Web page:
Samir Kassir, Being Arab

Being ArabBeing Arab by Samir Kassir

My rating: 4 of 5 stars

I first read this short but powerful evaluation of the Arab world in the 21st century in the summer of 2010 and have assigned it for my Middle Eastern history courses ever since. Kassir, a journalist and historian of Palestinian extraction who lived in Lebanon until his assassination in 2005, urges his fellow Arabs to rethink their conception of their own history as a consisting of a glorious past, a long decline, a failed revival (the nahda – rebirth – in the 19th century), and an inescapable malaise in the present.

He offers a new narrative instead, one in which the political and military failures of the 19th and 20th century are at least somewhat offset by the real participation by Arabs in the Enlightenment and modern culture. Rather than criticizing the impacts of modern, secular European thought, as many Islamists of different stripes have, Kassir praises Arab appropriation of these ideas, seeing them not as Western but as “universal.” Europeans might have gotten there first, one might say, but the values of democracy, science, and modernity are for all to participate in. “The universal” also includes post-World War II Third Worldist thought.

Kassir has no patience for Islamists, whom he likens to fascists, or for those who promote the idea of Arabs as the worst victims of the West’s aggression. At the same time, he bemoans the dominance of the United States and Israel in the region as well as Arab impotence in the face of the U.S. invasion of Iraq, and he believes that Palestinian resistance to Israel is a bright spot for Arabs since World War II. He doesn’t support terrorism, but he doesn’t define the line between legitimate resistance and terrorism.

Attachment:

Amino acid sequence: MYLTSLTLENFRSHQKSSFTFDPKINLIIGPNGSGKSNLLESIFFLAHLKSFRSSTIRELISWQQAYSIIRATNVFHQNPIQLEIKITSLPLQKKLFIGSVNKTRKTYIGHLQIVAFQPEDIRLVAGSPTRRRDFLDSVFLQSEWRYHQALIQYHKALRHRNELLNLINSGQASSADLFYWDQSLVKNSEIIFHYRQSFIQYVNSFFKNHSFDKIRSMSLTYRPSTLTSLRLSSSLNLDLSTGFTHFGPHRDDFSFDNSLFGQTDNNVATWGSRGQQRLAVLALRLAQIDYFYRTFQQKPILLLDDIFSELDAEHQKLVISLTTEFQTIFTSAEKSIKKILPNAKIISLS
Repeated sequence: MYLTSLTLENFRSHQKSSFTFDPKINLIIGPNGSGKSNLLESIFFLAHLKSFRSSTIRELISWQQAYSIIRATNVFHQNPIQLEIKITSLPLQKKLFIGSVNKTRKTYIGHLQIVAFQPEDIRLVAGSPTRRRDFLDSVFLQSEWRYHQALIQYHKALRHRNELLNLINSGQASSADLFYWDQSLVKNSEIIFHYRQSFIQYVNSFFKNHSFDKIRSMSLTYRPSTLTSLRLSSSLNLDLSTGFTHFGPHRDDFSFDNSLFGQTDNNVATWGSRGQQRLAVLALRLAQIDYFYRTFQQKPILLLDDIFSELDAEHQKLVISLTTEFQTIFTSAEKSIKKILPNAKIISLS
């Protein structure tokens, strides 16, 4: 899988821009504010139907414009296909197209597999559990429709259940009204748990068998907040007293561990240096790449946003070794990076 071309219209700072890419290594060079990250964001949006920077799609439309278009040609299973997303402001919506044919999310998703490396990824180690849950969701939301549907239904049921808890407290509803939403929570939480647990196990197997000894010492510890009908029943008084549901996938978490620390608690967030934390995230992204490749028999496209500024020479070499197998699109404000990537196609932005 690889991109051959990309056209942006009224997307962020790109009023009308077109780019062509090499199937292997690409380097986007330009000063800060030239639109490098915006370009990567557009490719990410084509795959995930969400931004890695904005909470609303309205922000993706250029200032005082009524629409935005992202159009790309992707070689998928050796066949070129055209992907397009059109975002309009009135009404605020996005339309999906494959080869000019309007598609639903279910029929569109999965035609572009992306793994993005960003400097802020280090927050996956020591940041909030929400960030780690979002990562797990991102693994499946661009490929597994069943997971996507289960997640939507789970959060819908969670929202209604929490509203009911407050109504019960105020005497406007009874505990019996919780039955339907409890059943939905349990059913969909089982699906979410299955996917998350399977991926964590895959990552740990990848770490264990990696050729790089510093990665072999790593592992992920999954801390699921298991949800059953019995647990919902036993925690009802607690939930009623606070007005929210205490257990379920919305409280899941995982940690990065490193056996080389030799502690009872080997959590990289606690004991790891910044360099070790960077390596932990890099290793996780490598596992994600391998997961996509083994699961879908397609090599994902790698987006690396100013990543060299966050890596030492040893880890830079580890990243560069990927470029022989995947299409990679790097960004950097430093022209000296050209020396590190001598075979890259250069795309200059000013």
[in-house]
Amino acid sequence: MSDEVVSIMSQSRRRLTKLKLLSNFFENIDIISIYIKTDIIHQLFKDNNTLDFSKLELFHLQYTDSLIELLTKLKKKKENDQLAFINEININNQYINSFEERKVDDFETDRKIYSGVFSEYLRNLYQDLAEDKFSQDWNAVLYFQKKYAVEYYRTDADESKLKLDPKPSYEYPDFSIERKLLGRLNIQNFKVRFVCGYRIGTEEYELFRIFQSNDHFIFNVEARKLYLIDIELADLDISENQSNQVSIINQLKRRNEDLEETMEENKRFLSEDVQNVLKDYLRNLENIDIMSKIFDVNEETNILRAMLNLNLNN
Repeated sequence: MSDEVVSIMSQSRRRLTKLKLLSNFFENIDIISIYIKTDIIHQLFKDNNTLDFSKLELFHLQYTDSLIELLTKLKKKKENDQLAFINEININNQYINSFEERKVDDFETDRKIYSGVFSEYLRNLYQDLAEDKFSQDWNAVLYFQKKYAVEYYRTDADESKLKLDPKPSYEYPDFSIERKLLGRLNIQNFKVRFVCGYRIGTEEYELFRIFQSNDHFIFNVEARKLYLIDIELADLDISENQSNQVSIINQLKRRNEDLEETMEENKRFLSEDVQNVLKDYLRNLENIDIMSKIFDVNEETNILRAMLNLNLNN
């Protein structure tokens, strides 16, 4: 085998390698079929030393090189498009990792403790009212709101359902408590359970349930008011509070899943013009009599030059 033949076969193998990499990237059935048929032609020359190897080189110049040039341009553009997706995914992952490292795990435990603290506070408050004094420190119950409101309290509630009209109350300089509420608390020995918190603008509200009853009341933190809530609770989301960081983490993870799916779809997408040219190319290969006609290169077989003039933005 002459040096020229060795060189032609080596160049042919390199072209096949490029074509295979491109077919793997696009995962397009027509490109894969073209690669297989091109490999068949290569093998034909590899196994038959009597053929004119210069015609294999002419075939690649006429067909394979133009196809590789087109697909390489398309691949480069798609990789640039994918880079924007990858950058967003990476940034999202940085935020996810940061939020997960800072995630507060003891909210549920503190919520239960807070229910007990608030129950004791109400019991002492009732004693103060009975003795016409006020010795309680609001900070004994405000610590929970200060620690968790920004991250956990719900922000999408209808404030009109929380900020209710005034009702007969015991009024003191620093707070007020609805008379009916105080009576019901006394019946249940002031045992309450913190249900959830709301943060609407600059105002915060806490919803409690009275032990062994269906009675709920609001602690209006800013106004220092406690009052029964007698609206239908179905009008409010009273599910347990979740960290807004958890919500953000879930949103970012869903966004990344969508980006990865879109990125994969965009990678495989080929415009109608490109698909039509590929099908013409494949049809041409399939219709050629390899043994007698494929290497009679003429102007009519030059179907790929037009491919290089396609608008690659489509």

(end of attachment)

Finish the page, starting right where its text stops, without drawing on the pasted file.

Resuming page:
Kassir ends on an optimistic note, believing that an Arab culture that transcends political boundaries has developed and that Arabs are participating in globalized culture. The sad end to Kassir’s story is that he was killed by a car bomb in 2005, probably by Syrian security forces for his criticism of Syria’s occupation of Lebanon.

I really enjoyed Kassir’s book not because I agreed with it – I don’t think that secular humanism is the long term solution to the Middle East’s problems; the gospel is – but because it’s powerfully and passionately written and it’s unlike anything I’ve read about the Middle East before.

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